I would like to begin with the statement that I am not against the use of frameworks, if they work for you, that's great. However, I do get the feeling that there are people out there that think less of programmers that don't use frameworks. Admittedly, there are probably a significant number of ColdFusion programmers out there that don't use frameworks because perhaps they don't grasp the architecture of the framework, or they get scared off by all the big words that framework enthusiasts are so fond of, or they are just never have time to do the research to find out what the frameworks have to offer.
However, there are probably also a plenty of people like myself, who understand Object Oriented Programming (OOP), Aspect Oriented Programming (AOP), Model-view-controller (MVC) architecture, etc, and have spent time evaluating various frameworks, but still decided not to use them some reason or another. I personally have always employed a MVC architecture to any application that I build from scratch. I keep my code well organized, and anyone who understands MVC concepts would have very little trouble figuring out my code.
A couple years ago, I looked at Fusebox, and Model-Glue, and I decided that I liked certain aspects of them, but neither one was what I needed for the particular application I was developing. I decided instead to employ my own MVC architecture and it worked out great. The code runs super fast, it scales, is easily maintainable, and my client is happy.
Yesterday, in effort to be a "better" programmer, I re-evaluated Model-Glue. I installed ColdSpring and Mode-Glue on my test server, and I followed start up tutorials and developed the pig latin translator application.
I then decided to build the same Pig-Latin translator application using my normal MVC architecture.
In the attached zip file (click the download link below), you will find 2 folders. In the "translator" folder you will find the model-glue version of the application, in the "translator2" folder you will see how I programmed the same application using my normal architecture. Basically the way I do things is that all requests go to /index.cfm, then I use application.cfc onRequestStart and onRequest methods to run interference and determine the action/event that is occurring. It then calls the appropriate controller CFC. The controller interacts with the CFC's in the model folder as necessary, and determines which views need to be used to display the response to the user.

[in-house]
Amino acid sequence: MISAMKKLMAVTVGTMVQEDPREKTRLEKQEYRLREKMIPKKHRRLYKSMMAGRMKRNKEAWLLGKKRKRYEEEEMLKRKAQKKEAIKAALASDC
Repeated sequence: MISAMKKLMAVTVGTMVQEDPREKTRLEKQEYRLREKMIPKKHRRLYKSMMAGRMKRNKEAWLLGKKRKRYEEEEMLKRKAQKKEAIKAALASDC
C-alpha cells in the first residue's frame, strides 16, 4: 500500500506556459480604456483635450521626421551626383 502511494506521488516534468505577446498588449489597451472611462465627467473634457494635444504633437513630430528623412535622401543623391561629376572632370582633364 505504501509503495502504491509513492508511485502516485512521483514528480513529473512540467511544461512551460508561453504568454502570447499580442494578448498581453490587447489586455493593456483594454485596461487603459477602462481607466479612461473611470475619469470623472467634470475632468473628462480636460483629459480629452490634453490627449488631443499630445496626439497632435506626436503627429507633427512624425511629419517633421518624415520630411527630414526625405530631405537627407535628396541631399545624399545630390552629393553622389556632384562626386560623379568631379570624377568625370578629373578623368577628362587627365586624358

For this particular application everything is fairly simplistic but it can be built upon for more complicated applications. I have left several comments in my code to kind explain how I do things. In application.cfc, instead of just deleting all the unneeded functions, I commented them out with hints as to how I would use them in different situations.
Also, I updated the Pig-Latin translator CFC in the translator2 model folder so that it can actually translate phrases instead of just one word.
I think that frameworks definitely have a valid purpose, and are extremely useful when there are a lot of developers involved in a project. It is easier for everyone to work together when they all program the same way. I think that they can be helpful to people who may not have a good idea yet on how to organize their code on their own. It definitely makes the code easier for other developers to come along after your gone and maintain your code as long as they are familiar with the framework you employed.
However, I feel that my application architecture is just as organized and just as maintainable as it would be if I used a framework. I think that anyone who could maintain code written in any of the major frameworks, can just as easily maintain my code too. On the same token there is not a single framework out there that I could not figure out and start using within a few weeks. My application architecture follows the same basic principles as most of the popular frameworks use, but I don't have to have a bunch of processing that my application doesn't need.
So, I want to hear your thoughts... am I not as good as you because I choose not to use frameworks? If I choose to make my next three applications in Fusebox, Model-Glue, and Mach-II, despite the fact that it will probably take me a lot longer, will I be a better programmer in your opinion?
If I take my typical MVC application architecture, document it, create a website, start a steering committee, and write a book on how to do things my way, will I then be a better developer because I use a framework?